The U.S. got the 100 Series Speciale cars, while England had a four-car special run. Europe got the 348 Competizione-50 cars that were more show than go. I think Japan even had a special edition, and while they were at it, Ferrari rebadged the original 348 ts and tb as the 348 GTB and GTS in a feeble effort to clear the plate.

The smartest move was starting the 348 Challenge Series

On the professional side, Ferrari produced, or at least endorsed, the 348 GTC and GT/C-LM race cars. And the smartest move Ferrari made was starting the 348 Challenge. The single-model series drew attention to the model and helped stimulate sales. The Challenge (currently powered by the F430) is now the longest-running factory-backed race series of all time.

Each of the micro runs produced interesting cars that brought prospects and even buyers back to the showroom. Each series was initially successful, but sales soon petered out. In the end, the last of the 348s just wouldn’t sell, and it took a $10,000 incentive to clear out excess inventory before the 355 could be released.

The 348 has good performance and is a fun car to drive. It’s comfortable and has eye-catching styling. The service issues have proven to be more of a myth than a reality. The engine is stout, as is the transmission. The clutch can be a weak link and there are some minor bodywork issues, but it’s a much better car than its reputation, and good examples are worth buying. An excellent source of everything 348 is; it is highly recommended reading before taking the plunge.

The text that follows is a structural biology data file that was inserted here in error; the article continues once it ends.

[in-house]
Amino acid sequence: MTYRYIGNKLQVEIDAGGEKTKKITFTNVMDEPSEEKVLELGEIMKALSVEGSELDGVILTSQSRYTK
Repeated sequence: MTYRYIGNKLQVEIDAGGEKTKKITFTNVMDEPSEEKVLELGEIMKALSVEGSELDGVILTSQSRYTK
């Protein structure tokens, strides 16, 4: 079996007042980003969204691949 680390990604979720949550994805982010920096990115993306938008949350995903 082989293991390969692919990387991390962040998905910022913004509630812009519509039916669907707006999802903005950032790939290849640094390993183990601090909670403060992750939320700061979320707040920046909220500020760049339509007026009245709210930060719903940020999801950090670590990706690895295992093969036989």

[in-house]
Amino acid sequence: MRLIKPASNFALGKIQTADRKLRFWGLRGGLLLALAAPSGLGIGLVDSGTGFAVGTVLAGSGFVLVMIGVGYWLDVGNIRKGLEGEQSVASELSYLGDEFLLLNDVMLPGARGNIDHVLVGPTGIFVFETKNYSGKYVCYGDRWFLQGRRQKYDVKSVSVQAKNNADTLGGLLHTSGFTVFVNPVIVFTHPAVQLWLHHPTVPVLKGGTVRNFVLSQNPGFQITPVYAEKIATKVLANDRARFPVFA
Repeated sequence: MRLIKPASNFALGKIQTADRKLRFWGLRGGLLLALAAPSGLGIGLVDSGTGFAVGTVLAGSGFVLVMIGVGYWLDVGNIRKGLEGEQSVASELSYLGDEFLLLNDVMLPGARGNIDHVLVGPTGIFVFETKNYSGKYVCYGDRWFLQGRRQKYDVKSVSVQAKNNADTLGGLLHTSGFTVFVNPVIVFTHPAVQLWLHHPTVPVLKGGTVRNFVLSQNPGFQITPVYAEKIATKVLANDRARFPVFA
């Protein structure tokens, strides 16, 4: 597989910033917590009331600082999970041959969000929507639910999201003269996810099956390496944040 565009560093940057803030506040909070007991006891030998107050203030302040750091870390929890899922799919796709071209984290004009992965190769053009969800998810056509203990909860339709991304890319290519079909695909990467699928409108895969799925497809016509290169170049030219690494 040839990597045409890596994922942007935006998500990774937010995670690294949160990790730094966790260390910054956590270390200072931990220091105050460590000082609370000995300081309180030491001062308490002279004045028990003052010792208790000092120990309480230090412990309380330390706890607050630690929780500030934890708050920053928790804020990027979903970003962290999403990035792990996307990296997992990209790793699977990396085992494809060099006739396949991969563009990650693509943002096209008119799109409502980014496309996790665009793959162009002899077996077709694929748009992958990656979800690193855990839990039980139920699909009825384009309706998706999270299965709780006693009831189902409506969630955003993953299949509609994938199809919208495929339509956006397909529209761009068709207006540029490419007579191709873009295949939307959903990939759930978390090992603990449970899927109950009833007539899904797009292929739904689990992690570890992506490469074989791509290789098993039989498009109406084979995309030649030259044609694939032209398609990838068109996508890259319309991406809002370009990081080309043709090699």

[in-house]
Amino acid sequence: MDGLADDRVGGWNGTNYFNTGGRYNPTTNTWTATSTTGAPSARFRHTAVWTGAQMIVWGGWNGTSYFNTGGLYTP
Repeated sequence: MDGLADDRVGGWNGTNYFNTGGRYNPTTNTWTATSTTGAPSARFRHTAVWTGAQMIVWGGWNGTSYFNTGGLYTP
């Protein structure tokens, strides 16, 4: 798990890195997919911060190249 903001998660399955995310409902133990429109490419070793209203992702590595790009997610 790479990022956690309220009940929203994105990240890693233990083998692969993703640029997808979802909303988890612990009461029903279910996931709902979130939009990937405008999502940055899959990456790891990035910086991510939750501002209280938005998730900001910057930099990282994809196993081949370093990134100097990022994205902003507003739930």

This wasn’t the first time around the block for H&H’s 348 tb, s/n 85528. Back in July 2007, H&H offered this same car with roughly the same mileage, and it was a no-sale at about $32,000. The seller was right to not have taken the bid, as this time it sold for about $7,000 more. The bid was a bit short of what I’d expect a U.S. sale to bring, but it was representative of the market. As 430s, 360s, and 355s depreciate, 348 values have to go downward. Concerns over service, legitimate or not, will haunt the model, and I suspect the values will end up somewhere under the value of a similar 328. As with the 328, for someone looking for an entry-level Ferrari experience for used-Lexus money, a properly-serviced 348 is a decent choice. Overall, I’d call this one well bought.

(Introductory description courtesy of H&H Auctions.)